Ultracold atoms could reveal the dark sector
Feb 14, 2011 12 comments
Insights into dark energy and the expansion of the universe could come from an earthbound experiment involving ultracold atoms. That's the claim of a team of physicists in the US and UK led by the Nobel laureate Martin Perl, which plans to drop caesium atoms through 1.5 m along two atom interferometers. Any "dark sector" forces on the atoms will result in a phase difference that the team hopes to measure by comparing results from the two devices.
Dark energy is the name given to the mysterious substance that is believed to be causing the expansion of the universe to accelerate by exerting a negative pressure that opposes the pull of gravity. But although dark energy appears to account for about 75% of the energy-mass content of the universe, scientists have no real idea what it is. Most attempts at understanding dark energy involve observations of distant supernovae and the cosmic microwave background.
But Perl and colleagues believe that we can glean new insights into dark energy from an atom-interferometer experiment performed in a laboratory here on Earth. The team hopes to detect any hitherto unknown "dark content of the vacuum" (DCV), which, they argue, could behave like dark energy on cosmological time and distance scales. The experiment, which is described in a paper on the arXiv preprint server, should be up and running by 2014.
Different space/time paths
According to Perl's blueprint, each interferometer works by dropping a bunch of atoms through a 1.5 m tall vacuum chamber. A laser pulse is then fired at the bunch at the top of the chamber, putting each atom into a superposition of two quantum states. A second laser pulse would then be used to recombine the atoms at the bottom and then the interference between the two paths is measured to reveal the phase shift between states that accumulates during the fall.
The researchers plan to run the experiment using two identical interferometers, which will allow them to cancel out the effect of the Earth's gravitational field. In the absence of any DCV, the phase shifts measured by each device would be the same. However, if the DCV density is different at each interferometer, the phase shifts would be different.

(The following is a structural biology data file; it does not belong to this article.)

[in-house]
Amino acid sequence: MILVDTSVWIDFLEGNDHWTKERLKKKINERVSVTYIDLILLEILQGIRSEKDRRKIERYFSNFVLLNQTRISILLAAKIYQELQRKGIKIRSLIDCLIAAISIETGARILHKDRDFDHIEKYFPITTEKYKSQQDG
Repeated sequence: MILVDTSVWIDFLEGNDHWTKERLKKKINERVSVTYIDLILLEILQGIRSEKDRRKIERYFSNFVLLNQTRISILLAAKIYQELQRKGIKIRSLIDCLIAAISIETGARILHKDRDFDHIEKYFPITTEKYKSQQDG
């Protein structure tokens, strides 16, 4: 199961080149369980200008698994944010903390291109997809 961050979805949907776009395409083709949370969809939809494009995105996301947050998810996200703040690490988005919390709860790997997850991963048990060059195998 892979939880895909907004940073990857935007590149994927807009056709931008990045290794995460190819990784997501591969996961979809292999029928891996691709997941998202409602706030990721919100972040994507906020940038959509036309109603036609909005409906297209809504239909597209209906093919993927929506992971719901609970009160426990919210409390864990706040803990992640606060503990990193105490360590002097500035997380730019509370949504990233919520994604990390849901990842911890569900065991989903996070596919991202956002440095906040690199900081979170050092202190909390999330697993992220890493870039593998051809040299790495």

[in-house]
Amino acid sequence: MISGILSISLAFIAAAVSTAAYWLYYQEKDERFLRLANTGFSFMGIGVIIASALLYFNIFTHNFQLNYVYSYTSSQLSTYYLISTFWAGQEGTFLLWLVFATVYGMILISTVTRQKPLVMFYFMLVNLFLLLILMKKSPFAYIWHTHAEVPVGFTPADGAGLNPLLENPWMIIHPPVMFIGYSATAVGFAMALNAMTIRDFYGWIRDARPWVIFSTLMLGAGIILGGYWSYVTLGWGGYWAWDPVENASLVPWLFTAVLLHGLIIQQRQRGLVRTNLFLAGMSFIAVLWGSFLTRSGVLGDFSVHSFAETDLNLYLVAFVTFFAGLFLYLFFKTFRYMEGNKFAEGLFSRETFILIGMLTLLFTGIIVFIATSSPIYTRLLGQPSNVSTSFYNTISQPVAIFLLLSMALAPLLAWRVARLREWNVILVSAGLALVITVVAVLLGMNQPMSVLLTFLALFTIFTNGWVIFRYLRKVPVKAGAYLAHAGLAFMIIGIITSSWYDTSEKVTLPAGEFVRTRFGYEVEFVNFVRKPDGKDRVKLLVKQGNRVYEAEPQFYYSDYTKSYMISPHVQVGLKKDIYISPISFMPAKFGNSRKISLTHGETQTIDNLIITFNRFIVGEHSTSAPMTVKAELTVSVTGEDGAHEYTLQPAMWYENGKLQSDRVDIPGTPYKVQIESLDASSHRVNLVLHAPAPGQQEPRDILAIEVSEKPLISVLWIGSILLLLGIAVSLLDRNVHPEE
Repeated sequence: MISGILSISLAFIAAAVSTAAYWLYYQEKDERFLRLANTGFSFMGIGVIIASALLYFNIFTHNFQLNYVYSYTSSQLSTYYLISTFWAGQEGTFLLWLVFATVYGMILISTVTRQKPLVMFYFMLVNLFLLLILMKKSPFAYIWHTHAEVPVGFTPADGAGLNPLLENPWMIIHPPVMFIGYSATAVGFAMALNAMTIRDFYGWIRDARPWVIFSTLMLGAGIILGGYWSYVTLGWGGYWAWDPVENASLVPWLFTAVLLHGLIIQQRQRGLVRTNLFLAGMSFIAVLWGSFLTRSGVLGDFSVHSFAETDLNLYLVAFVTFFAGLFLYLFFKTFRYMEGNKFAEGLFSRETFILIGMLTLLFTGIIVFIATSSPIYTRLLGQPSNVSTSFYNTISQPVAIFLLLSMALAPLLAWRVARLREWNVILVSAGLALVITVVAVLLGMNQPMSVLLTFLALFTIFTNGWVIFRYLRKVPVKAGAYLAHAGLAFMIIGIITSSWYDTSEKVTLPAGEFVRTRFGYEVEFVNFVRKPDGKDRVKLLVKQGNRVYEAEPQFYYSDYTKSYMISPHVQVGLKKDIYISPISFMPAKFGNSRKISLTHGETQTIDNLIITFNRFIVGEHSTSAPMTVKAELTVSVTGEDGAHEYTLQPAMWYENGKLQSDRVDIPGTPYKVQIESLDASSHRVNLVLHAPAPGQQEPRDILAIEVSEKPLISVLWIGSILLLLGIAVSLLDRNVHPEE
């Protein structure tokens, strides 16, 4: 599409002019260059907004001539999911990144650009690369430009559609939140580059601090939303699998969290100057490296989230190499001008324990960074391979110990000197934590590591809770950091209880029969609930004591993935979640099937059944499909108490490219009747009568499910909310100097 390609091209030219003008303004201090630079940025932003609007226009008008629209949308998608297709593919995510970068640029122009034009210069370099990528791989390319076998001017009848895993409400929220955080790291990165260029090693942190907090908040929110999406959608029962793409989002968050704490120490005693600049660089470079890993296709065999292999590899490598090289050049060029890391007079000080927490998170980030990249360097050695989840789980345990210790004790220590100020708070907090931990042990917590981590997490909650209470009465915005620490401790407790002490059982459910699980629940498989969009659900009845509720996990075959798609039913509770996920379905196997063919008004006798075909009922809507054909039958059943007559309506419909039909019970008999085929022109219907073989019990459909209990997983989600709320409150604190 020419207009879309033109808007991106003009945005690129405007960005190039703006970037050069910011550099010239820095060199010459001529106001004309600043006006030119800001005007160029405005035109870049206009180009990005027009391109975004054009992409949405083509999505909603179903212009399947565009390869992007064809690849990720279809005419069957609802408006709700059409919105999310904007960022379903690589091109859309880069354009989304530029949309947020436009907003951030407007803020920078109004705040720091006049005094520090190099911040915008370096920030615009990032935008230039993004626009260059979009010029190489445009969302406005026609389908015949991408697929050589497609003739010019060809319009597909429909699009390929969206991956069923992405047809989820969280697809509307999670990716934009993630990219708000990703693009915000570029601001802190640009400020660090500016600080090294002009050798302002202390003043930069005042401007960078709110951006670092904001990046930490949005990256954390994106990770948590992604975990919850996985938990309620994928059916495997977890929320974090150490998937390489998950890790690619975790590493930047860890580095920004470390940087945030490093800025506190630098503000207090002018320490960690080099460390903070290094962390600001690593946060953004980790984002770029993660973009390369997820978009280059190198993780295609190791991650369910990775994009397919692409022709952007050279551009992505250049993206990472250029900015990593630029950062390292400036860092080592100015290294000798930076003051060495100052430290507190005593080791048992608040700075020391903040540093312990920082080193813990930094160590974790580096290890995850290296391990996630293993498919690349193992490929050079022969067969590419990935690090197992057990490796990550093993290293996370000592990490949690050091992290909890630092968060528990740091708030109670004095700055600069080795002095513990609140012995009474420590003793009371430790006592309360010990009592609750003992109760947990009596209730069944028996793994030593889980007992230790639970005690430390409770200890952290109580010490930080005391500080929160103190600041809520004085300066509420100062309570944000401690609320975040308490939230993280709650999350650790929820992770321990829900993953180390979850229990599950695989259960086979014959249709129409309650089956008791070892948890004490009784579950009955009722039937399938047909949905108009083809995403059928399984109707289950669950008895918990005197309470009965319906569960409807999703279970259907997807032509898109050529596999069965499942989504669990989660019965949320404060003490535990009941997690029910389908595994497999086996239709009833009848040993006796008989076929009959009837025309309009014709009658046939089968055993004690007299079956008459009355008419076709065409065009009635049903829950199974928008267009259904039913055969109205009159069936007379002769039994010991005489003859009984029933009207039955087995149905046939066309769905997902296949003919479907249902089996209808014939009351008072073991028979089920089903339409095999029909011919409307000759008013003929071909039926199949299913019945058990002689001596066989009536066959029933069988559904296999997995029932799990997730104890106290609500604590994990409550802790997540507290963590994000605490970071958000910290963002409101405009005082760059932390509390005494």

"We are now building the apparatus and expect to have one interferometer operating within two years and the full double spectrometer operating after three years," Perl told physicsworld.com. "The major experimental problems are the reduction of noise from sources such as mechanical vibration and drifts in photonic components," said Perl who is professor emeritus at the SLAC National Accelerator Laboratory in California.
According to the team, detection is based on two assumptions. The first is that the DCV exerts a force on matter – and that the force is not gravitational in nature. The second assumption is that the DCV field has a non-uniform spatial distribution. In other words, atoms in the two different interferometers would experience slightly different forces, leading to a small shift in the relative phase of the atoms – which would show up in the interference pattern.
Difficult to connect to dark energy
However, this second assumption contradicts the cosmological-constant model of dark energy, which describes dark energy as a property of empty space that is the same everywhere in the universe.
Indeed, if the experiment does detect hitherto unknown forces, it could be difficult to compare the results to other dark-energy measurements. "Most other dark energy searches (like microwave background analyses) are looking for dark energy on cosmological scales of time and space, whereas we are interested in dark energy density fluctuations on terrestrial scales, here and now," says Holger Mueller of the University of California, Berkeley who collaborated with Perl on the design of the experiment. "Cosmology does not tell us what to expect on those scales."
As a result, some cosmologists are sceptical about the experiment's ability to tell us something about dark energy. "Atom interferometers are an exciting technological advance that will be an important tool in fundamental physics investigations," says Eric Linder, who is also at Berkeley but is not involved in the work. "However, [cosmologists] have no expectation that they will reveal the cause of cosmic acceleration."
Robert Caldwell, a cosmologist at Dartmouth College in New Hampshire, told physicsworld.com that would be "fantastic" if Perl's team discovers some new phenomena in the laboratory. However, he warns that "it may be a hard sell to make the connection a posteriori to dark energy".
The experiment is described in arXiv: 1101.5626.
About the author
Hamish Johnston is editor of physicsworld.com